I would argue that Witt is showing a rather significant moral force of character and interest in his fellow beings by passing up the chance at massive personal gain to fulfill what he feels is an obligation to his teammates. That strikes me as exactly the kind of person the Rhodes committee would be interested in signing up. Conversely, any person who would abdicate such responsibilities to pursue the scholarship would by definition be displaying traits that would seem to disqualify him from consideration. The rigidity of the interview process may be unwittingly weeding out some of its most meritorious candidates.
“The Rhodes judges clearly aren’t respecting some of the very qualities that made Patrick a finalist by their inability to make an exception for his unique circumstance.”
That rather insightful sentence was uttered to me in a chat with Yale senior defensive end Cliff Foreman. Foreman is a DC native who went to high school at St. Albans and is among the majority of Bulldog football players who were desperate to have Patrick play on Saturday but don’t think it was fair he had to make such a massive personal sacrifice to do it. “His team is much more deserving of him and his great leadership in our biggest game of the year than the Rhodes judges,” opined Foreman.
And how would his teammates have felt had Patrick made the opposite decision? Yale senior defensive lineman Pat Moran left little doubt. “He knew where the team stood and what we expected of him. We entered the season with an expectation, and Pat showing up Saturday ready to play was critical to accomplishing our goal.”
That is a surprisingly blunt answer from a guy who knows a thing or two about the political value of a carefully parsed sentence. Moran is not only Witt’s teammate; he is also the son of Virginia congressman and former Alexandria mayor Jim Moran and has worked extensively on his father’s campaigns. The younger Moran says that had Witt chosen the interview over the game, “the question of ‘what if’ would have followed him for a very long time.”
It’s not like the Rhodes committee has a track record of total recalcitrance when it comes to its scheduling. Accommodations have been made in the past to allow for athletic and other sorts of commitments. As recently as 2009, Witt’s former Yale teammate Casey Gerald was given dispensation to leave his interview site earlier than other candidates to be able to play in this very game. But not this year and not for Patrick.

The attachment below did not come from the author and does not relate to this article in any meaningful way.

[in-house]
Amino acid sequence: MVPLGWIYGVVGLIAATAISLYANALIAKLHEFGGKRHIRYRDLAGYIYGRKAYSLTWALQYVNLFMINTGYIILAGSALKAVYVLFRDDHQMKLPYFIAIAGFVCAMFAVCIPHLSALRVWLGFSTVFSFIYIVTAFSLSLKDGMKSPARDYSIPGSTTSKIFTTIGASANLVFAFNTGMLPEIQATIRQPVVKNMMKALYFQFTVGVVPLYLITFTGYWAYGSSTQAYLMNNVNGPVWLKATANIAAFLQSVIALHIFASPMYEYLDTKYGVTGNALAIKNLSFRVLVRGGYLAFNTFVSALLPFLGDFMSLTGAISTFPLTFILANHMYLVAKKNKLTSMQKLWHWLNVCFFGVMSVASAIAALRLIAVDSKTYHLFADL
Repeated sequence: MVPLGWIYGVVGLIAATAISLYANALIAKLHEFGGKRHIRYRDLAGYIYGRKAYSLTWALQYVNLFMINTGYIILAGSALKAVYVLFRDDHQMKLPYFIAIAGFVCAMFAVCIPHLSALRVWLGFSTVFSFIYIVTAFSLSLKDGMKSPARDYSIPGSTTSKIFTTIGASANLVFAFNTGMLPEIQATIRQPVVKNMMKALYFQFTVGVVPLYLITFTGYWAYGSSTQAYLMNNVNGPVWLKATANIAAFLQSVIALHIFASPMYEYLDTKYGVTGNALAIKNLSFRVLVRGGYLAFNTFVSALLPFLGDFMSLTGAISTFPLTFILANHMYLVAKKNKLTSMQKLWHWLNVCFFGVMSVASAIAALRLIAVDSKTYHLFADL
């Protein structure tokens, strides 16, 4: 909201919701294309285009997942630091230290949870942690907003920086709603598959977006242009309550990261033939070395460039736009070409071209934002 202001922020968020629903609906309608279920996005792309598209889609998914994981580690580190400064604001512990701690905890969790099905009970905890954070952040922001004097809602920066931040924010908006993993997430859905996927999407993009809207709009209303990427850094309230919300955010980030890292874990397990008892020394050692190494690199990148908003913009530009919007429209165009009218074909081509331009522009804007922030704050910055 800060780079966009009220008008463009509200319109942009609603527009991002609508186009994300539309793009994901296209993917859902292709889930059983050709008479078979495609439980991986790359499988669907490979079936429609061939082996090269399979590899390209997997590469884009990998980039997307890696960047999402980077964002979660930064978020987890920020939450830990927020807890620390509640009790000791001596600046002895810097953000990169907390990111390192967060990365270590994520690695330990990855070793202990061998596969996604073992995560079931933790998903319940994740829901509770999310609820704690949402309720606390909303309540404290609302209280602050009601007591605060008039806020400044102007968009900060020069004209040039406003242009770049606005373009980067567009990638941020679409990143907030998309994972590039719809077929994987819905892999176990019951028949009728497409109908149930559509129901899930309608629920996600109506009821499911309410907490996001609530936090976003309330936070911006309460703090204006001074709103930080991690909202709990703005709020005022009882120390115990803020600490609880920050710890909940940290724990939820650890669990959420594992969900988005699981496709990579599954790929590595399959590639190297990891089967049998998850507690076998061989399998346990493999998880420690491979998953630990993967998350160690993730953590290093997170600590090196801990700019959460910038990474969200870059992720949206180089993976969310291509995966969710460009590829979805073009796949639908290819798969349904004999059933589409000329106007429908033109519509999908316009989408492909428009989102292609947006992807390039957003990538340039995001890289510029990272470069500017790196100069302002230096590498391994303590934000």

Life is a series of accommodations and compromises. You give a little here; you get a little there. It is the very nature of the diplomacy—a line of work to which so many Rhodes alumni devote their lives after their school days are over. Perhaps the Rhodes folks should engage in some themselves. This isn’t 1902, when the scholarships were first handed out. Life is more complex nowadays, and problem-solving requires a little more nuance and flexibility. I mean, if the President of the United States is pliable enough to reschedule a speech in deference to a Republican debate, can’t the Rhodes people move an interview in deference to a football game?
By the way, Yale lost the game 45–7. Witt threw a 22-yard touchdown pass in the first quarter, after which the Crimson scored 45 unanswered points. Witt can reapply for the Rhodes scholarship through age 24. I suspect he may have better things to do.
Be sure to join Brett Haber for his biweekly chat on Monday, Novmeber 28 at 11 AM. Submit your questions here.
Follow Brett on Twitter at @BrettHaber